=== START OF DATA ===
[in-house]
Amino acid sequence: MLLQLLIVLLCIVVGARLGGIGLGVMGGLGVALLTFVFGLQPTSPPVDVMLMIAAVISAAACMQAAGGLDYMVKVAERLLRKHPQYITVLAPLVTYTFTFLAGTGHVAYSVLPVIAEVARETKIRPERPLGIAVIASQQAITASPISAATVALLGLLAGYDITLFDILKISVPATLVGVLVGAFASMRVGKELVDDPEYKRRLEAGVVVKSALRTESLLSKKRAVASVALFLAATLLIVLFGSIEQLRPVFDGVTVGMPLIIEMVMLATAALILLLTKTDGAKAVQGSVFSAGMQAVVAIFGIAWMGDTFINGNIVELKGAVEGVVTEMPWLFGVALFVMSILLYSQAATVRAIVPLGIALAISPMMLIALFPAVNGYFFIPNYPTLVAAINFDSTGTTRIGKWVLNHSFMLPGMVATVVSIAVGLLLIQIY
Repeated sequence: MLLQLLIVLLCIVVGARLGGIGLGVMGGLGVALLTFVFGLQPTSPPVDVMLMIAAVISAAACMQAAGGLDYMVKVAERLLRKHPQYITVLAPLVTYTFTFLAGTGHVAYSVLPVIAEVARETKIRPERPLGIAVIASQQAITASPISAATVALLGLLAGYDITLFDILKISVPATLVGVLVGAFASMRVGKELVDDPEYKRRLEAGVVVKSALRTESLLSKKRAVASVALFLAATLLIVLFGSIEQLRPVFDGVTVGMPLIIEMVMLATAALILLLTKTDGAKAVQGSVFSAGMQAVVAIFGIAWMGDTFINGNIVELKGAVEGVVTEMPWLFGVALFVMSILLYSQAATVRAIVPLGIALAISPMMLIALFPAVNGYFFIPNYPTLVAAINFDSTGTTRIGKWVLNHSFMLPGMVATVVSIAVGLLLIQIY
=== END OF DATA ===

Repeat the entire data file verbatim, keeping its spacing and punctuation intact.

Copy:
[in-house]
Amino acid sequence: MLLQLLIVLLCIVVGARLGGIGLGVMGGLGVALLTFVFGLQPTSPPVDVMLMIAAVISAAACMQAAGGLDYMVKVAERLLRKHPQYITVLAPLVTYTFTFLAGTGHVAYSVLPVIAEVARETKIRPERPLGIAVIASQQAITASPISAATVALLGLLAGYDITLFDILKISVPATLVGVLVGAFASMRVGKELVDDPEYKRRLEAGVVVKSALRTESLLSKKRAVASVALFLAATLLIVLFGSIEQLRPVFDGVTVGMPLIIEMVMLATAALILLLTKTDGAKAVQGSVFSAGMQAVVAIFGIAWMGDTFINGNIVELKGAVEGVVTEMPWLFGVALFVMSILLYSQAATVRAIVPLGIALAISPMMLIALFPAVNGYFFIPNYPTLVAAINFDSTGTTRIGKWVLNHSFMLPGMVATVVSIAVGLLLIQIY
Repeated sequence: MLLQLLIVLLCIVVGARLGGIGLGVMGGLGVALLTFVFGLQPTSPPVDVMLMIAAVISAAACMQAAGGLDYMVKVAERLLRKHPQYITVLAPLVTYTFTFLAGTGHVAYSVLPVIAEVARETKIRPERPLGIAVIASQQAITASPISAATVALLGLLAGYDITLFDILKISVPATLVGVLVGAFASMRVGKELVDDPEYKRRLEAGVVVKSALRTESLLSKKRAVASVALFLAATLLIVLFGSIEQLRPVFDGVTVGMPLIIEMVMLATAALILLLTKTDGAKAVQGSVFSAGMQAVVAIFGIAWMGDTFINGNIVELKGAVEGVVTEMPWLFGVALFVMSILLYSQAATVRAIVPLGIALAISPMMLIALFPAVNGYFFIPNYPTLVAAINFDSTGTTRIGKWVLNHSFMLPGMVATVVSIAVGLLLIQIY